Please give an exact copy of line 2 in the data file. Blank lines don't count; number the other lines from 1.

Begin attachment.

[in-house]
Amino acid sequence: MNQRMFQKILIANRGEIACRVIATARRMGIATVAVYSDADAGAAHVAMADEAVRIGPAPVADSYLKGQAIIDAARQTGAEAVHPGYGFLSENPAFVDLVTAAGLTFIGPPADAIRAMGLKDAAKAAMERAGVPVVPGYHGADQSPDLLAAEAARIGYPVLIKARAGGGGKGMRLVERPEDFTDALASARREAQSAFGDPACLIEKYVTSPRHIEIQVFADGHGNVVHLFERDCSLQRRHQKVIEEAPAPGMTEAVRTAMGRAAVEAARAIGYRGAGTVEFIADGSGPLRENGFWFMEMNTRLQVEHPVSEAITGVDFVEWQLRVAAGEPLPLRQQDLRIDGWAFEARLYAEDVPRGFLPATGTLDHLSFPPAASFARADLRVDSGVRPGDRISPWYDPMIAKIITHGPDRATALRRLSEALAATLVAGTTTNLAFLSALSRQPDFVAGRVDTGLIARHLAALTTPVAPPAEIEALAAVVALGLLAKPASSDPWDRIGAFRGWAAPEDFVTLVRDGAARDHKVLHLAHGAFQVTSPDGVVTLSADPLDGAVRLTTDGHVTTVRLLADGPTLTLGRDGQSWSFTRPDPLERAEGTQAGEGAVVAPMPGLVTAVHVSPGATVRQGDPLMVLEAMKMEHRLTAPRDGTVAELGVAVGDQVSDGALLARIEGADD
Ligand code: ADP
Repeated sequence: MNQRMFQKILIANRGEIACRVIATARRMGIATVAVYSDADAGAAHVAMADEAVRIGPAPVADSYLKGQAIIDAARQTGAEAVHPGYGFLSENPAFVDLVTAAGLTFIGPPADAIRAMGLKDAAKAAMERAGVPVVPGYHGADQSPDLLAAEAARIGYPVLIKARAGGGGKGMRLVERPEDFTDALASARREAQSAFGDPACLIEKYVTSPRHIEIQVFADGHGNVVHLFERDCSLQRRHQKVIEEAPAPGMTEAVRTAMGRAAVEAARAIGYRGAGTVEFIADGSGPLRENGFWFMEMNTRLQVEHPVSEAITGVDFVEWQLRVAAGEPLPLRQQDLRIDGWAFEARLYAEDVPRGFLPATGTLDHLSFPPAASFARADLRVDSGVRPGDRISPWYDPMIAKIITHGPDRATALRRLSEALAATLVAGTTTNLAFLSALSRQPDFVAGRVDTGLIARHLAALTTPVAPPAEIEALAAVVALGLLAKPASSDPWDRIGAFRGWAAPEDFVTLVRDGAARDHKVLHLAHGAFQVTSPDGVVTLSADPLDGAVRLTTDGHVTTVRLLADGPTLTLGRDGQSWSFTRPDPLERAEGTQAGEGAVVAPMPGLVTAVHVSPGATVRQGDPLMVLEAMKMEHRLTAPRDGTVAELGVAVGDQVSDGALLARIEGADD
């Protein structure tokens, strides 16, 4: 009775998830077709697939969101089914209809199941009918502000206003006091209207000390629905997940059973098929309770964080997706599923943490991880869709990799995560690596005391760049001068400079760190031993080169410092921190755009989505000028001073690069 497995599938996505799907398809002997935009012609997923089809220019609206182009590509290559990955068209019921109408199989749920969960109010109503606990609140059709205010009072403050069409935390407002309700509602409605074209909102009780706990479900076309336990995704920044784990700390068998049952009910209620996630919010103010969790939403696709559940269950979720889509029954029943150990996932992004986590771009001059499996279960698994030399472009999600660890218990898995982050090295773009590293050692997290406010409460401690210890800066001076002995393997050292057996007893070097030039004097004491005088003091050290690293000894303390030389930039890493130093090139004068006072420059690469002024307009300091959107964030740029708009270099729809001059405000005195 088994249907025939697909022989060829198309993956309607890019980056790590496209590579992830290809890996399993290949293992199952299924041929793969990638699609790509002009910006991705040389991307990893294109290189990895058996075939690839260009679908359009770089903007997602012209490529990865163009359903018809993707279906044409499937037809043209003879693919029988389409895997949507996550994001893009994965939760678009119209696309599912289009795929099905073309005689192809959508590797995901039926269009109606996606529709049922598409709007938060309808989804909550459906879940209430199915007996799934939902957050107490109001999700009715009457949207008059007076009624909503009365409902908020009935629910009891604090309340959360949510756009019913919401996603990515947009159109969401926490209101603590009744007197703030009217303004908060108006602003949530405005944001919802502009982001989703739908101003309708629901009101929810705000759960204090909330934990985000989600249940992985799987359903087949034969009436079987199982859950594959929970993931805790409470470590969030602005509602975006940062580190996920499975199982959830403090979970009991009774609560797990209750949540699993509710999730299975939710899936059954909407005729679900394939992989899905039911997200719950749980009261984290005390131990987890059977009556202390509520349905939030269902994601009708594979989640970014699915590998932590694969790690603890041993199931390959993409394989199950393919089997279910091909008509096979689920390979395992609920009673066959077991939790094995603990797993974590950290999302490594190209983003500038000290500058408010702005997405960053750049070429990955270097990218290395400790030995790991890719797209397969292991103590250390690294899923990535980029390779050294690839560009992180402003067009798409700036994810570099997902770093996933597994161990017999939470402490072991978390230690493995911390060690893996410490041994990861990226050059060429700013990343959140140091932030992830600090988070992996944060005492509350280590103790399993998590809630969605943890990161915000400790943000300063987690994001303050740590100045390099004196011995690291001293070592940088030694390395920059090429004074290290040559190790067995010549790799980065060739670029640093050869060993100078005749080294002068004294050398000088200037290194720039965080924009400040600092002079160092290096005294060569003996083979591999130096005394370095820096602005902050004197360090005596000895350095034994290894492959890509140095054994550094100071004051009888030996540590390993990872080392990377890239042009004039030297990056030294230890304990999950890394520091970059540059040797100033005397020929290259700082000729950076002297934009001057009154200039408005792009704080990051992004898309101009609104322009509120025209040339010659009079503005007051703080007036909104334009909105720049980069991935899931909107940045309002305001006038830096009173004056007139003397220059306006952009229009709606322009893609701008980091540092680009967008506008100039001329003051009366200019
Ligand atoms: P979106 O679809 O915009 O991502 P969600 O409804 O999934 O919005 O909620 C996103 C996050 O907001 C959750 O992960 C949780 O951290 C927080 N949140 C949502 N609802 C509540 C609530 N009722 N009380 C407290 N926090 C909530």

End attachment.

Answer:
Amino acid sequence: MNQRMFQKILIANRGEIACRVIATARRMGIATVAVYSDADAGAAHVAMADEAVRIGPAPVADSYLKGQAIIDAARQTGAEAVHPGYGFLSENPAFVDLVTAAGLTFIGPPADAIRAMGLKDAAKAAMERAGVPVVPGYHGADQSPDLLAAEAARIGYPVLIKARAGGGGKGMRLVERPEDFTDALASARREAQSAFGDPACLIEKYVTSPRHIEIQVFADGHGNVVHLFERDCSLQRRHQKVIEEAPAPGMTEAVRTAMGRAAVEAARAIGYRGAGTVEFIADGSGPLRENGFWFMEMNTRLQVEHPVSEAITGVDFVEWQLRVAAGEPLPLRQQDLRIDGWAFEARLYAEDVPRGFLPATGTLDHLSFPPAASFARADLRVDSGVRPGDRISPWYDPMIAKIITHGPDRATALRRLSEALAATLVAGTTTNLAFLSALSRQPDFVAGRVDTGLIARHLAALTTPVAPPAEIEALAAVVALGLLAKPASSDPWDRIGAFRGWAAPEDFVTLVRDGAARDHKVLHLAHGAFQVTSPDGVVTLSADPLDGAVRLTTDGHVTTVRLLADGPTLTLGRDGQSWSFTRPDPLERAEGTQAGEGAVVAPMPGLVTAVHVSPGATVRQGDPLMVLEAMKMEHRLTAPRDGTVAELGVAVGDQVSDGALLARIEGADD